FACEBOOK: Selling Sensitive Info On Vulnerable Teenagers

Facebook criticized for analyzing teenagers’ feelings, accused of providing information to advertiser

Lucy Handley

Facebook has been analyzing the emotions of teenagers and acknowledges it passed along the information to an advertiser in violation of its policies, according to published reports.

The Australian news website said it has seen internal research documents that show how people’s posts on Facebook classify them as feeling “stressed,” “anxious,” “nervous” or other negative emotions. The report says that advertisers could use this information to target teens “when they are potentially more vulnerable,” something that Facebook denies.

The report claims the leaked information shows how Facebook “has been honing the covert tools it uses to gain useful psychological insights on young Australian and New Zealanders in high school and tertiary education.”

Facebook's news feed

Thanasak Wanichpan | Getty Images – Facebook’s news feed

The social media giant shared the information with an advertiser, according to USA Today.

“We have a process in place to review the type of research we perform and in this case that process was not followed,” Facebook said in a statement to the newspaper.

Facebook said advertisers cannot target users based on their emotional state, according to USA Today.

In an emailed statement to CNBC, a Facebook spokesperson said the premise of The Australian article was “misleading.”

“We do not offer tools to target people based on their emotional state,” the statement said. “The analysis done by an Australian researcher was intended to help marketers understand how people express themselves on Facebook. It was never used to target ads and was based on data that was anonymous and aggregated.”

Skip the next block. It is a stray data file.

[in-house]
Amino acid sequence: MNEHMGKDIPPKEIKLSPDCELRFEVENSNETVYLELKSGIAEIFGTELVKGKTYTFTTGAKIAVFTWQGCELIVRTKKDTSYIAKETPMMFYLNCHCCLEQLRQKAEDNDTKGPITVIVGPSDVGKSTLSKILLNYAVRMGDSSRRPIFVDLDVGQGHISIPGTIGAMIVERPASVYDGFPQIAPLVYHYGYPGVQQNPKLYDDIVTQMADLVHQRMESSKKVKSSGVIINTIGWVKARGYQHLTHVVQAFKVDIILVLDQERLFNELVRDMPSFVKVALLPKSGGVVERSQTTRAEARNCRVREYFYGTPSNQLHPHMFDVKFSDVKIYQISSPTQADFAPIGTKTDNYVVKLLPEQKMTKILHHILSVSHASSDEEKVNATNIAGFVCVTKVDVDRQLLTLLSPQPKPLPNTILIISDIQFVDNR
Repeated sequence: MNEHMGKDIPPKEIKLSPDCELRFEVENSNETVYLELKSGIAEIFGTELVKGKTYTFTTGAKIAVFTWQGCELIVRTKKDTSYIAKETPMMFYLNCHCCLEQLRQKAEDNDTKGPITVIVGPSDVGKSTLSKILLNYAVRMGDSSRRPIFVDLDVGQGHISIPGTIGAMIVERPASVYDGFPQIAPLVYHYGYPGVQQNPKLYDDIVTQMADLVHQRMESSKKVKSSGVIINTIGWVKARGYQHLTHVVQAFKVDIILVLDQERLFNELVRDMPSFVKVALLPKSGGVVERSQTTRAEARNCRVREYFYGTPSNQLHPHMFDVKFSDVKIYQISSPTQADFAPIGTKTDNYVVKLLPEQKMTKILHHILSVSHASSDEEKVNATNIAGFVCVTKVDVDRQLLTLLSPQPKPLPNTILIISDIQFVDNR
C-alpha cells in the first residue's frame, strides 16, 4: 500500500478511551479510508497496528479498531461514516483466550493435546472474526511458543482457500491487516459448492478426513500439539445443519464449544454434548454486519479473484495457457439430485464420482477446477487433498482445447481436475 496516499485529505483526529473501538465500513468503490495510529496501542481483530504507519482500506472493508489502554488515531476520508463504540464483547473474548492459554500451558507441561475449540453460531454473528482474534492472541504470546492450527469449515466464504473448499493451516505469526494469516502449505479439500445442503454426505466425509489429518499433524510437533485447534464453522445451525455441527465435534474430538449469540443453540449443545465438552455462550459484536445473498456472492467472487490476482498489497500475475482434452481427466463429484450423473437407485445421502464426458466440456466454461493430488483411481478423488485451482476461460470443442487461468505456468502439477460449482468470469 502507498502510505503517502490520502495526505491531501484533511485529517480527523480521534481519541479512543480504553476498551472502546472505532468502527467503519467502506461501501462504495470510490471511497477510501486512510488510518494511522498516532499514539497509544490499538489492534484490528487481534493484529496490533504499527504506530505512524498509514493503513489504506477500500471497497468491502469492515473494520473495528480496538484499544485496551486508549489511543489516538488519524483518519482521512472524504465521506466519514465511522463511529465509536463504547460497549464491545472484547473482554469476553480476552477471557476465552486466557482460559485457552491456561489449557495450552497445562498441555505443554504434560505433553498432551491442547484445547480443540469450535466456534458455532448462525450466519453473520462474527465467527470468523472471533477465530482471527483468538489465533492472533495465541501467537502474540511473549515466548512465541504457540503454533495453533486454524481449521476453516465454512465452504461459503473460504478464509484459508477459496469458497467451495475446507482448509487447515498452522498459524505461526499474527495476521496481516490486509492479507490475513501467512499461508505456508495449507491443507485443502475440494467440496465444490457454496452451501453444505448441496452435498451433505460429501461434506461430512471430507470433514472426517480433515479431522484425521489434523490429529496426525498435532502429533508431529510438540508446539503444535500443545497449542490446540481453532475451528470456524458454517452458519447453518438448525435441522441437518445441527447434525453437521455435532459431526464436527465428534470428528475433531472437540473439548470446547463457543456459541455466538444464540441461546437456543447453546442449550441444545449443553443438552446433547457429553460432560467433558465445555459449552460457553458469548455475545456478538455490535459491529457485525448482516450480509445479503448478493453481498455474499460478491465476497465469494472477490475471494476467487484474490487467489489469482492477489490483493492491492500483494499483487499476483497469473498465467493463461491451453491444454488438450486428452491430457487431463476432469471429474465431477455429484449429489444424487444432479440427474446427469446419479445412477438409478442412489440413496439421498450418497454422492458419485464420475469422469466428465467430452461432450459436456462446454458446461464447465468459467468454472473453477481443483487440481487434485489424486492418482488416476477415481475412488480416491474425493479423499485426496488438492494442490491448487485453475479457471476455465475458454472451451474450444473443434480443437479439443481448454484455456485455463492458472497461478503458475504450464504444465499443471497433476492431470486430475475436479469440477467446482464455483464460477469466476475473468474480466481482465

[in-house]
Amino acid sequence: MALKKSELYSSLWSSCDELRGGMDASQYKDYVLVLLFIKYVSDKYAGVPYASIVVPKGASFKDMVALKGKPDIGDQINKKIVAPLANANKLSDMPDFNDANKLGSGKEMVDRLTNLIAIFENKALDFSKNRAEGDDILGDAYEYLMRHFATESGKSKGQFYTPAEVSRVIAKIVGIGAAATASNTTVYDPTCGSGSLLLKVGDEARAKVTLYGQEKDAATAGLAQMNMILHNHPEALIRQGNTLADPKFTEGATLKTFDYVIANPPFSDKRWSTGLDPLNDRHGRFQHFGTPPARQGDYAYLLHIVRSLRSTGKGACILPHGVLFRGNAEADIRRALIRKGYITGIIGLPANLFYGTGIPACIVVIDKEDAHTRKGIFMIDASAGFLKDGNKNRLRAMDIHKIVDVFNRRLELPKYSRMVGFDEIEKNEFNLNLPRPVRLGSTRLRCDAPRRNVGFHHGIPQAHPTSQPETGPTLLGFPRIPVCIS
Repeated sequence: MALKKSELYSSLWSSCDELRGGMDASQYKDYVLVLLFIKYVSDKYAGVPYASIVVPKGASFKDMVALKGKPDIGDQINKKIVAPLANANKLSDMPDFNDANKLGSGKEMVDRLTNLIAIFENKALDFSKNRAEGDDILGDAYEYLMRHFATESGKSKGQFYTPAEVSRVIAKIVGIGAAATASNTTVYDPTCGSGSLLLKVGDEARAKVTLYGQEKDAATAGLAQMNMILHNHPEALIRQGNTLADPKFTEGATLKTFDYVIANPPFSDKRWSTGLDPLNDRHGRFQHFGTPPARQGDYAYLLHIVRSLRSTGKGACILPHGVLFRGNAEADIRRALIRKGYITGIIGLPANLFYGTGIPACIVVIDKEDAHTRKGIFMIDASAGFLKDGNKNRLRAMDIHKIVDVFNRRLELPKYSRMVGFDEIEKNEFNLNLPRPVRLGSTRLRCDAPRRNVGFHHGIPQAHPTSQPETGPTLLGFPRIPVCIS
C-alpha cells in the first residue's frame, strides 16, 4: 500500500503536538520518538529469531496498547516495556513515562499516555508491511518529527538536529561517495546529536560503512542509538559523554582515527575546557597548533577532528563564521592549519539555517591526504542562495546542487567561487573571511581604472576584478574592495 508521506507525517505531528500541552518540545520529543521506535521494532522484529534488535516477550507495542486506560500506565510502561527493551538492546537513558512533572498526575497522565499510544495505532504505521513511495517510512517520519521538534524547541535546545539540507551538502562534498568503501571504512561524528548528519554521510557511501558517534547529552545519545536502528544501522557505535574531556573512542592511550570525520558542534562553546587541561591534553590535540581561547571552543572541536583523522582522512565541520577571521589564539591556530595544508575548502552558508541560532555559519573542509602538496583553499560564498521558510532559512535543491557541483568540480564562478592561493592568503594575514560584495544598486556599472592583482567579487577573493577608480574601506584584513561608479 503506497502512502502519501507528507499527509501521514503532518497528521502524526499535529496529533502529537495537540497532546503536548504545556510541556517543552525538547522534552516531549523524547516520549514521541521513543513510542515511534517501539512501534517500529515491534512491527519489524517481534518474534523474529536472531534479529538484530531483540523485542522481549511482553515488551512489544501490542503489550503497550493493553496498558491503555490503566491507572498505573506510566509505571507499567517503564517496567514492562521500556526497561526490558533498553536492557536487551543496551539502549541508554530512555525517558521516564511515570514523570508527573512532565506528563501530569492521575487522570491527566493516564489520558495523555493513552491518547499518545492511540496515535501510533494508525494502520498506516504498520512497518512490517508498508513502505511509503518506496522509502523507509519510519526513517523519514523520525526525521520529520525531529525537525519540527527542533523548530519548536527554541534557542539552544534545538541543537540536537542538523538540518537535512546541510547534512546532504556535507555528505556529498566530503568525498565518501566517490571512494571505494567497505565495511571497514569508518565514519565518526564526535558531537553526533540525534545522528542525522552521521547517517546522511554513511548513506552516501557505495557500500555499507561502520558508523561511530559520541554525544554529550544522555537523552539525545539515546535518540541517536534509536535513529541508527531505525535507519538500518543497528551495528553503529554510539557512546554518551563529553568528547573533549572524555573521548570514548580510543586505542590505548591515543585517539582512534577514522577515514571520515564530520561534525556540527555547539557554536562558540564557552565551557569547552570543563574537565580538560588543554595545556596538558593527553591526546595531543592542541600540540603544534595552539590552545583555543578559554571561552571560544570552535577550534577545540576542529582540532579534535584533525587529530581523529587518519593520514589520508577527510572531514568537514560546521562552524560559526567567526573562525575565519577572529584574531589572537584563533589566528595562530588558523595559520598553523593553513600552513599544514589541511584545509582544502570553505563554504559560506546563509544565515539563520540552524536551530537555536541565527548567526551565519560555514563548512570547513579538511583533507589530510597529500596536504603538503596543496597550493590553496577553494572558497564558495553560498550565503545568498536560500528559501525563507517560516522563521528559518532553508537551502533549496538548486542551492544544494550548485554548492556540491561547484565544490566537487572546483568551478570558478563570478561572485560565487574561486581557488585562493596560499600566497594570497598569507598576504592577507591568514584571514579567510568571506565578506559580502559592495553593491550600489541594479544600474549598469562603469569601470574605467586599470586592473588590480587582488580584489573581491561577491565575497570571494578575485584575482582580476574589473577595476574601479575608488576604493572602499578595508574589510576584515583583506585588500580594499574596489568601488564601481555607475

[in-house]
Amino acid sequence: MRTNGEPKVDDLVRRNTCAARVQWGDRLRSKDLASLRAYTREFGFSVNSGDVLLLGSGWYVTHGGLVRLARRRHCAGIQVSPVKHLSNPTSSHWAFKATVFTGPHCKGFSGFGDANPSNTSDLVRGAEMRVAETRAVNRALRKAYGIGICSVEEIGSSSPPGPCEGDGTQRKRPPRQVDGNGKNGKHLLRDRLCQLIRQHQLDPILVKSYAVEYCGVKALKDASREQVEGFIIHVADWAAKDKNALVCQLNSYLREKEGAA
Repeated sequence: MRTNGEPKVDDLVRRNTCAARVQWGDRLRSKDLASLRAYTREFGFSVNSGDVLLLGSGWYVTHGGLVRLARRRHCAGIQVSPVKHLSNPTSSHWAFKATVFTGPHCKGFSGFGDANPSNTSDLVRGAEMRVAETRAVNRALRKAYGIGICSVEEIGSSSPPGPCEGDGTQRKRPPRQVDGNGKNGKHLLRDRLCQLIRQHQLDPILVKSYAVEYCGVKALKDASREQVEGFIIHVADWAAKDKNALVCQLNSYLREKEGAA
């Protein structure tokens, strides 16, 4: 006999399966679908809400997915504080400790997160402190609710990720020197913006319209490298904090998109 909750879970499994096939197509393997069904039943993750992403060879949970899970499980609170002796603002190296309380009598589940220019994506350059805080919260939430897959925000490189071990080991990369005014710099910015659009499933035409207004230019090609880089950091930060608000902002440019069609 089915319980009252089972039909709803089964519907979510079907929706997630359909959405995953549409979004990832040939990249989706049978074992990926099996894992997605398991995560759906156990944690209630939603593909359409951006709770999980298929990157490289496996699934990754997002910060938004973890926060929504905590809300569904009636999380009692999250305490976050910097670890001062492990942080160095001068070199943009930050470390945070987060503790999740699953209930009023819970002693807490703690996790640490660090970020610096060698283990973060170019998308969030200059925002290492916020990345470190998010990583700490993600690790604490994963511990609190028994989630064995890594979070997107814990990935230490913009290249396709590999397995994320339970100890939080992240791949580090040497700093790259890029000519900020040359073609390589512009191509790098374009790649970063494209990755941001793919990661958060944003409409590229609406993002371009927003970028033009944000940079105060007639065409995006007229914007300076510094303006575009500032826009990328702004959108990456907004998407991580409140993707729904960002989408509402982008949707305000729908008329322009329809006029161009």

This isn’t the first time that Facebook has been criticized for monitoring users’ emotions. In 2014, it studied how nearly 700,000 people responded to changes in their news feeds, finding that positive and negative sentiments were contagious, something an expert at the time called a “terrible thing to do.”

“When positive expressions were reduced, people produced fewer positive posts and more negative posts; when negative expressions were reduced, the opposite pattern occurred. These results indicate that emotions expressed by others on Facebook influence our own emotions,” the paper by the Proceedings of the National Academy of Sciences of the United States of America stated.

Advertisers have to abide by Facebook’s policies, while the site’s privacy policy states that it uses information it has about people to “conduct surveys and research, test features in development, and analyze the information we have to evaluate and improve products and services, develop new products or features, and conduct audits and troubleshooting activities.”


This entry was posted in Uncategorized. Bookmark the permalink.